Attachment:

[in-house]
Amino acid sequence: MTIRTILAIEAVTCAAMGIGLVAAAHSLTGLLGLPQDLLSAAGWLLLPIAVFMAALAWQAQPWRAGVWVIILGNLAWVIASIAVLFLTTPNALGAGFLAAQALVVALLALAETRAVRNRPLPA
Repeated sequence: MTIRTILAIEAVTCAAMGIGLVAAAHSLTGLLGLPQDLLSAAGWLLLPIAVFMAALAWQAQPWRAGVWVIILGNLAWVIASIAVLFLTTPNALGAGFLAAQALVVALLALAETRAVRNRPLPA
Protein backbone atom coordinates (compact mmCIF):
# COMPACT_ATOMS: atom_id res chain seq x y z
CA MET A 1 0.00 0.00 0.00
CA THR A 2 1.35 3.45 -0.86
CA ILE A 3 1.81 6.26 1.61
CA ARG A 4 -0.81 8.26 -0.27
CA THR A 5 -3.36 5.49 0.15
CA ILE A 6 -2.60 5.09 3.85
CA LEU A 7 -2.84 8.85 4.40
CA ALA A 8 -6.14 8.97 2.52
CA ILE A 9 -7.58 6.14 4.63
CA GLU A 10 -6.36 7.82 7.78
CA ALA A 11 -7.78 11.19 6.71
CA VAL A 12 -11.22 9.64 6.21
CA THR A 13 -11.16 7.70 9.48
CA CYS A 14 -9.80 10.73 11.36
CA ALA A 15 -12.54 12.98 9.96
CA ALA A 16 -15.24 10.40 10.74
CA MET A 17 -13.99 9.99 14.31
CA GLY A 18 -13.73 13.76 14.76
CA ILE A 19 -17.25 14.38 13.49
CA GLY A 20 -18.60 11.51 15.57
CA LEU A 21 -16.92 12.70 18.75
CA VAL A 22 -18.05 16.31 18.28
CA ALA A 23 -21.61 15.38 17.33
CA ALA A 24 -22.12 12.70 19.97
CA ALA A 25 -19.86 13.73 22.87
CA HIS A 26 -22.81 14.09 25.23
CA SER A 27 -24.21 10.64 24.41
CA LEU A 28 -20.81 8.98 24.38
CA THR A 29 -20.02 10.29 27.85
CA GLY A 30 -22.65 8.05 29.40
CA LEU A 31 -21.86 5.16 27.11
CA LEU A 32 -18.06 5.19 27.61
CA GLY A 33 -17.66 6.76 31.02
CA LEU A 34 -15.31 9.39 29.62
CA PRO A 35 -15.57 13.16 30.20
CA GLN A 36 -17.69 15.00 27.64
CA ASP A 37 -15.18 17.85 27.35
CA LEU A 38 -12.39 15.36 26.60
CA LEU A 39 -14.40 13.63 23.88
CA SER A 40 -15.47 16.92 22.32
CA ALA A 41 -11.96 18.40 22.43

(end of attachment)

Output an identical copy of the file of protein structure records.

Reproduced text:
[in-house]
Amino acid sequence: MTIRTILAIEAVTCAAMGIGLVAAAHSLTGLLGLPQDLLSAAGWLLLPIAVFMAALAWQAQPWRAGVWVIILGNLAWVIASIAVLFLTTPNALGAGFLAAQALVVALLALAETRAVRNRPLPA
Repeated sequence: MTIRTILAIEAVTCAAMGIGLVAAAHSLTGLLGLPQDLLSAAGWLLLPIAVFMAALAWQAQPWRAGVWVIILGNLAWVIASIAVLFLTTPNALGAGFLAAQALVVALLALAETRAVRNRPLPA
Protein backbone atom coordinates (compact mmCIF):
# COMPACT_ATOMS: atom_id res chain seq x y z
CA MET A 1 0.00 0.00 0.00
CA THR A 2 1.35 3.45 -0.86
CA ILE A 3 1.81 6.26 1.61
CA ARG A 4 -0.81 8.26 -0.27
CA THR A 5 -3.36 5.49 0.15
CA ILE A 6 -2.60 5.09 3.85
CA LEU A 7 -2.84 8.85 4.40
CA ALA A 8 -6.14 8.97 2.52
CA ILE A 9 -7.58 6.14 4.63
CA GLU A 10 -6.36 7.82 7.78
CA ALA A 11 -7.78 11.19 6.71
CA VAL A 12 -11.22 9.64 6.21
CA THR A 13 -11.16 7.70 9.48
CA CYS A 14 -9.80 10.73 11.36
CA ALA A 15 -12.54 12.98 9.96
CA ALA A 16 -15.24 10.40 10.74
CA MET A 17 -13.99 9.99 14.31
CA GLY A 18 -13.73 13.76 14.76
CA ILE A 19 -17.25 14.38 13.49
CA GLY A 20 -18.60 11.51 15.57
CA LEU A 21 -16.92 12.70 18.75
CA VAL A 22 -18.05 16.31 18.28
CA ALA A 23 -21.61 15.38 17.33
CA ALA A 24 -22.12 12.70 19.97
CA ALA A 25 -19.86 13.73 22.87
CA HIS A 26 -22.81 14.09 25.23
CA SER A 27 -24.21 10.64 24.41
CA LEU A 28 -20.81 8.98 24.38
CA THR A 29 -20.02 10.29 27.85
CA GLY A 30 -22.65 8.05 29.40
CA LEU A 31 -21.86 5.16 27.11
CA LEU A 32 -18.06 5.19 27.61
CA GLY A 33 -17.66 6.76 31.02
CA LEU A 34 -15.31 9.39 29.62
CA PRO A 35 -15.57 13.16 30.20
CA GLN A 36 -17.69 15.00 27.64
CA ASP A 37 -15.18 17.85 27.35
CA LEU A 38 -12.39 15.36 26.60
CA LEU A 39 -14.40 13.63 23.88
CA SER A 40 -15.47 16.92 22.32
CA ALA A 41 -11.96 18.40 22.43